CHICAGO (Reuters) - Chinese state-owned firms bought about 1.5 million tonnes of U.S. soybeans on Thursday for shipment in July and August, in their second major purchase of U.S. supplies this month, three traders with knowledge of the deals said.
The purchases come as U.S. and Chinese officials meet in Beijing for negotiations aimed at ending a protracted trade war between the two economic giants that has slashed U.S. commodity exports to China, most notably soybeans.
In a positive sign for the talks, U.S. officials told Reuters that China had made proposals on a range of issues that go further than before, including on forced technology transfer, a particularly large obstacle in talks thus far.
Thursday’s soy purchases were mostly for shipment from the U.S. Gulf Coast, two of the traders said.
They were also the latest in a string of goodwill U.S. commodity purchases by Chinese state-owned firms since December, when the United States and China agreed to a trade war detente as the two sides attempted to negotiate.
Most recently, Chinese buyers booked about 1.7 million tonnes following U.S.-China trade talks in Washington, during which U.S. officials said Beijing vowed to buy an additional 10 million tonnes of the oilseed.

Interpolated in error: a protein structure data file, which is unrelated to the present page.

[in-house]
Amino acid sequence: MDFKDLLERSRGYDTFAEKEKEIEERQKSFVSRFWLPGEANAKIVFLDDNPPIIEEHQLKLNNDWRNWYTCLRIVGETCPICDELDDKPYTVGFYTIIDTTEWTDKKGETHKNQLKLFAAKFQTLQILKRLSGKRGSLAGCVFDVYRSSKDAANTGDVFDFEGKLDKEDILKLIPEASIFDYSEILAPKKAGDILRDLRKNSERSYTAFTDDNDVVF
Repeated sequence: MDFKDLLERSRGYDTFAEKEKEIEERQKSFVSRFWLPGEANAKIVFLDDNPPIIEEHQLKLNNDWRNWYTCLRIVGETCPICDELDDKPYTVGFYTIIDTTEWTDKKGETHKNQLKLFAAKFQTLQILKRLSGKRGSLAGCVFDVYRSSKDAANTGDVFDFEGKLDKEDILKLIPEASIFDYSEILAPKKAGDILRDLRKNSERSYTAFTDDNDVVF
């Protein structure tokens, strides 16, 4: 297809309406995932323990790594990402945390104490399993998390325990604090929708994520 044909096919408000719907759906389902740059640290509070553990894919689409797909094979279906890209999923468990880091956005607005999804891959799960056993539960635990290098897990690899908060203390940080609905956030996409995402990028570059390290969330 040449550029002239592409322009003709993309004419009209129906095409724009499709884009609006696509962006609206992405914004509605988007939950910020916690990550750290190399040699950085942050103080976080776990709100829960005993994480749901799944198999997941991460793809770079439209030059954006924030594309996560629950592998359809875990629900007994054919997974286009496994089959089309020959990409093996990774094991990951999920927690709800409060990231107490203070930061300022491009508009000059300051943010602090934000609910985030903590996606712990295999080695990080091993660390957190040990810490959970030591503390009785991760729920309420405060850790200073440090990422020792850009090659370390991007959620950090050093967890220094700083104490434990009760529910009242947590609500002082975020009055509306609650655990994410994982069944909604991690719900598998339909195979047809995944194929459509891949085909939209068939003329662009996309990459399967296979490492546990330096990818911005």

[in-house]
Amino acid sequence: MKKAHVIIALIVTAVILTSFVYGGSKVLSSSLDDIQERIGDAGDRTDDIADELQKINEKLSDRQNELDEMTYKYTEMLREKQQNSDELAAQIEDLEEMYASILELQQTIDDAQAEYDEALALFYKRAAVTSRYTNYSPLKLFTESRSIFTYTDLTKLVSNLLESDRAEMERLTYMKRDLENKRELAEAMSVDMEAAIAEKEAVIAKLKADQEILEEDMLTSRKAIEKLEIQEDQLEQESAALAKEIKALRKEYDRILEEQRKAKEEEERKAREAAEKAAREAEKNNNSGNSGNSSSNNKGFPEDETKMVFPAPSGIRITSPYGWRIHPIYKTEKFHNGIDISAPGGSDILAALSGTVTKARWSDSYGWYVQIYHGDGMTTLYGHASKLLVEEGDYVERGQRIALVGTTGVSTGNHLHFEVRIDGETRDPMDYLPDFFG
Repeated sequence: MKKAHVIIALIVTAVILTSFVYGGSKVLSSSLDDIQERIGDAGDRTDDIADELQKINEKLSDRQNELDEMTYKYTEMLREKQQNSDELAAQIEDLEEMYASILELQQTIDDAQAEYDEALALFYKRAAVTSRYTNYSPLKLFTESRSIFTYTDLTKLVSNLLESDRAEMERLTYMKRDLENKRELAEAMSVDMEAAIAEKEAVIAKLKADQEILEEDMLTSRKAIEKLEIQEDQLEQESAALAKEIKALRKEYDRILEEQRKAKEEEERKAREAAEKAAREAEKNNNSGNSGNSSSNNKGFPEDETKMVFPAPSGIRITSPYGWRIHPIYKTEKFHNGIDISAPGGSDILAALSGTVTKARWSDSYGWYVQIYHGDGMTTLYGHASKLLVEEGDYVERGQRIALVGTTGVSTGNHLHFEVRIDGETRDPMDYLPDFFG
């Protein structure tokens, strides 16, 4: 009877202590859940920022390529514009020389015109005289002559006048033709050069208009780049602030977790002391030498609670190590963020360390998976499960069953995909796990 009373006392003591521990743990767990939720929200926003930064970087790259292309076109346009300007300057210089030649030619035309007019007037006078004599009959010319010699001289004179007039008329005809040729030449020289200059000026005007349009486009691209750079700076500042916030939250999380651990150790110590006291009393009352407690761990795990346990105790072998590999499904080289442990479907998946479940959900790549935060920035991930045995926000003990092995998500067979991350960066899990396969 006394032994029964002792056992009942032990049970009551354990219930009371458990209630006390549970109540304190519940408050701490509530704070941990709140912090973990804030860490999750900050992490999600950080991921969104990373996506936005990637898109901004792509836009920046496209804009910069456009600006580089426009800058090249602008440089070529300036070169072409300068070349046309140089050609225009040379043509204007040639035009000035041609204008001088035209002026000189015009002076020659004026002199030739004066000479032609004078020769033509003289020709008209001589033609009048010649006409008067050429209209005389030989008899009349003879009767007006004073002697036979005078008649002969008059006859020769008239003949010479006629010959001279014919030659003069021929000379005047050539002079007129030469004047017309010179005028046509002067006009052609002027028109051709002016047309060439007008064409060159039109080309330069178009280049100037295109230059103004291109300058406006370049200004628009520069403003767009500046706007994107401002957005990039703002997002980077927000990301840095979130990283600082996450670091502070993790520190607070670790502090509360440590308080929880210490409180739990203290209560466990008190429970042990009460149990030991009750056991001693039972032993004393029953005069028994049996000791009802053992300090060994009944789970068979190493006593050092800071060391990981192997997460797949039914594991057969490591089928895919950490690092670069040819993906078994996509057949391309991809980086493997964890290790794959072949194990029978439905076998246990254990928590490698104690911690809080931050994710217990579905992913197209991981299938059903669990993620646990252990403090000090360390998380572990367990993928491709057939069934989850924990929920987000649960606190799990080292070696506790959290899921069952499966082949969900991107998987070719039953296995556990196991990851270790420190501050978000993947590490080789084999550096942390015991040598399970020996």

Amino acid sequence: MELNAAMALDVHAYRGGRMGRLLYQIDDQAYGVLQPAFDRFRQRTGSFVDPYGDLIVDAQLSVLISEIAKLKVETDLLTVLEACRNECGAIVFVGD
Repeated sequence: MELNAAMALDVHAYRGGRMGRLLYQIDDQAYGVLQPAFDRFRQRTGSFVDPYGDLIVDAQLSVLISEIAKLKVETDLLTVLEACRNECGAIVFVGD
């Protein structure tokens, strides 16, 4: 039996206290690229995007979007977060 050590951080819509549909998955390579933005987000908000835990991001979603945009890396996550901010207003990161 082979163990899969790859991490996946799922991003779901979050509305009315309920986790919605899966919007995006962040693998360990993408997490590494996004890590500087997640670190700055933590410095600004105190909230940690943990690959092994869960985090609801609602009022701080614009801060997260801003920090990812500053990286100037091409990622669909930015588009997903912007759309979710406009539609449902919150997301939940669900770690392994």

Accelerated Chinese buying of U.S. soybeans helped to narrow the U.S. trade deficit by the most in 10 months in January, according to U.S. Commerce Department data on Wednesday.
Still, U.S. soybean sales to the world’s top soybean importer were well behind their usual pace after Beijing slapped steep tariffs on U.S. shipments last summer, effectively halting purchases by China’s private crushers.
Thursday’s deals bring China’s total purchases of the latest U.S. soybean crop to around 12.7 million tonnes, compared with more tan 28.5 million tonnes sold at the same point last year, to according to U.S. Department of Agriculture data.
Reporting by Karl Plume in Chicago; Editing by Bernadette Baum